Aspergers Is Gone: How 20 Years of Psychiatry Has Just Been Rewritten

Illustration for article titled Aspergers Is Gone: How 20 Years of Psychiatry Has Just Been Rewritten

The American Psychiatric Association has just approved revisions to the manual used to diagnose the things that go bump in your soul. The first revision of Diagnostic and Statistical Manual of Mental Disorders (DSM) in twenty years dictates who gets treatment and how it is treated for the foreseeable future. There are some big changes in store for you and your shrink.


The DSM-5 will be published in May and reflects a titanic effort on the part of American psychiatric community. The last version of the manual, DSM-IV, was published in 1994, and the process of revising the manual for the DSM-5 began all the way back in 2006.

The new manual has been subjected to enormous public scrutiny and supposedly reflects the latest and best of what we know about psychiatry. The changes affect the most commonly discussed disorders and conditions including revised classifications for Asperger's syndrome, hoarding, and substance abuse. Here's a rundown of the biggest changes, selected from the APA's press release (PDF):

Autism spectrum disorder: The criteria will incorporate several diagnoses from DSM-IV including autistic disorder, Asperger's disorder, childhood disintegrative disorder, and pervasive developmental disorder (not otherwise specified), into the diagnosis of autism spectrum disorder for DSM-5 to help more accurately and consistently diagnose children with autism.

Binge eating disorder will be moved from DSM-IV's Appendix B: Criteria Sets and Axes Provided for Further Study to DSM-5 Section 2. The change is intended to better represent the symptoms and behaviors of people with this condition.

Hoarding disorder is new to DSM-5. Its addition to DSM is supported by extensive scientific research on this disorder. This disorder will help characterize people with persistent difficulty discarding or parting with possessions, regardless of their actual value. The behavior usually has harmful effects-emotional, physical, social, financial and even legal- for a hoarder and family members.

Pedophilic disorder criteria will remain unchanged from DSM-IV, but the disorder name will be revised from pedophilia to pedophilic disorder.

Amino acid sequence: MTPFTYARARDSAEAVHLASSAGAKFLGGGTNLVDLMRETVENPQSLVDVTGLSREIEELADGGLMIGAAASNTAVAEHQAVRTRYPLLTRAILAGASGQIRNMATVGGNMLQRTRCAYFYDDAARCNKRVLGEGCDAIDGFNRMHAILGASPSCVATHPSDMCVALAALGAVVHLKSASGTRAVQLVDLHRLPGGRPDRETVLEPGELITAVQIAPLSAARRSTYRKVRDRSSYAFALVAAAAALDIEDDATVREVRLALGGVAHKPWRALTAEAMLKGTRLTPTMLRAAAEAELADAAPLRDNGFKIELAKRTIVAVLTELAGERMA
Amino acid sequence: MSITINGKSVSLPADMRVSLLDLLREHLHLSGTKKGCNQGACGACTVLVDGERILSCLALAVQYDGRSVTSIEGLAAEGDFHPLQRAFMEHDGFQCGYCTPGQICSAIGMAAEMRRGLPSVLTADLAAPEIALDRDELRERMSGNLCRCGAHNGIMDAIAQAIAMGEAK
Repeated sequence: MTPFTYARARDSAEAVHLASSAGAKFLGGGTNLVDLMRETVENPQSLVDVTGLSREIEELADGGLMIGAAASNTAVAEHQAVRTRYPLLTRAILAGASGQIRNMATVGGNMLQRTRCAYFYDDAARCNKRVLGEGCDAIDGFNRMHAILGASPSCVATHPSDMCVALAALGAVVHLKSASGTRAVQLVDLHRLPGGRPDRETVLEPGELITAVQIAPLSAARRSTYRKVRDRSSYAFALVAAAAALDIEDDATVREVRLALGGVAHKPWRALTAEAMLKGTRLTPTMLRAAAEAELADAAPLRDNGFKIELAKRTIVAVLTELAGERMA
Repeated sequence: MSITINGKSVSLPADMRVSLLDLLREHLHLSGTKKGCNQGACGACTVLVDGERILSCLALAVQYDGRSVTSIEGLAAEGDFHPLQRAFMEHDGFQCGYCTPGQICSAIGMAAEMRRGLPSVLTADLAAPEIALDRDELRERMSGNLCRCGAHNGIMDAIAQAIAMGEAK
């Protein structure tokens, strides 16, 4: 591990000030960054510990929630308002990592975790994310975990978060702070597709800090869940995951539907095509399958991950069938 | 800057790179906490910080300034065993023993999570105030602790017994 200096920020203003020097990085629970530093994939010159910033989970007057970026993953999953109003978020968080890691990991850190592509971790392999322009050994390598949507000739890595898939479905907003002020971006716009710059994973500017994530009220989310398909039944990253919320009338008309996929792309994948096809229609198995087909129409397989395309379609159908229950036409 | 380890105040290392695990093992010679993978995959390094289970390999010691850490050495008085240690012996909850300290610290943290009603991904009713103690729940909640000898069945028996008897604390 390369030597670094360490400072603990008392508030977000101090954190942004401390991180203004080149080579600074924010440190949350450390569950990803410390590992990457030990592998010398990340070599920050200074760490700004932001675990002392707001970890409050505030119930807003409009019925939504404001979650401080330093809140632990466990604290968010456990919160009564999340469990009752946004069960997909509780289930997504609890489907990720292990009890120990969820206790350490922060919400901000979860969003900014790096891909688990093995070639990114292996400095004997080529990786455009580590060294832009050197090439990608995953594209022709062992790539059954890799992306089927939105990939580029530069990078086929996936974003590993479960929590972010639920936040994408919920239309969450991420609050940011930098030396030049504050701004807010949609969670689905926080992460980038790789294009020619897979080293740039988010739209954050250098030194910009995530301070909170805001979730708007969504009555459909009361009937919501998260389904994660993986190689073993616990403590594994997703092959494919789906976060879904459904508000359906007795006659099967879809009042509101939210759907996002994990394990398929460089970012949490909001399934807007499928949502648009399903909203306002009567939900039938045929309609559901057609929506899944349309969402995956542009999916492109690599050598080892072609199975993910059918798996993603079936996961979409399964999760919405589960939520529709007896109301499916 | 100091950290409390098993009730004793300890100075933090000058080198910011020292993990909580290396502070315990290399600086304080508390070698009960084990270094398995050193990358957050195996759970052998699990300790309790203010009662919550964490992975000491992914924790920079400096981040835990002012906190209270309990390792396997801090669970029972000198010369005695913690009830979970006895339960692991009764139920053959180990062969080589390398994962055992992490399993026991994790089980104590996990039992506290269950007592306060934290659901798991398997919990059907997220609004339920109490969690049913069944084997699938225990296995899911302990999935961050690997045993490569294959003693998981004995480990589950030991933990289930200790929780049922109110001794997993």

Posttraumatic stress disorder (PTSD) will be included in a new chapter in DSM-5 on Trauma- and Stressor-Related Disorders. DSM-5 pays more attention to the behavioral symptoms that accompany PTSD and proposes four distinct diagnostic clusters instead of three. PTSD will also be more developmentally sensitive for children and adolescents.

Substance use disorder will combine the DSM-IV categories of substance abuse and substance dependence. In this one overarching disorder, the criteria have not only been combined, but strengthened. Previous substance abuse criteria required only one symptom while the DSM-5's mild substance use disorder requires two to three symptoms.


APA President Dilip Jeste succinctly describe the difficulty of getting the manual just right:

Narrowing diagnostic criteria may be blamed for excluding some patients from insurance coverage and needed services, while expanded efforts to diagnose (and treat) patients in the early stages of illness to prevent its chronicity are sometimes criticized for increasing its prevalence and potentially expanding the market for the pharmaceutical industry

Obviously, the full impact of these changes won't be known until the DSM-5 is published in May, but the APA's decisions on both substance abuse and autism are interesting. Rather than classify the disorders ultra-specifically, they are both increasingly described as spectrums of behavior, which gives doctors a lot more leeway when diagnosing and treating symptoms. [APA via WaPo]

Image via jordache/


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The title is kind of misleading. Aspergers still exists, it's just been incorporated into the autism spectrum instead of being regarded as its own condition.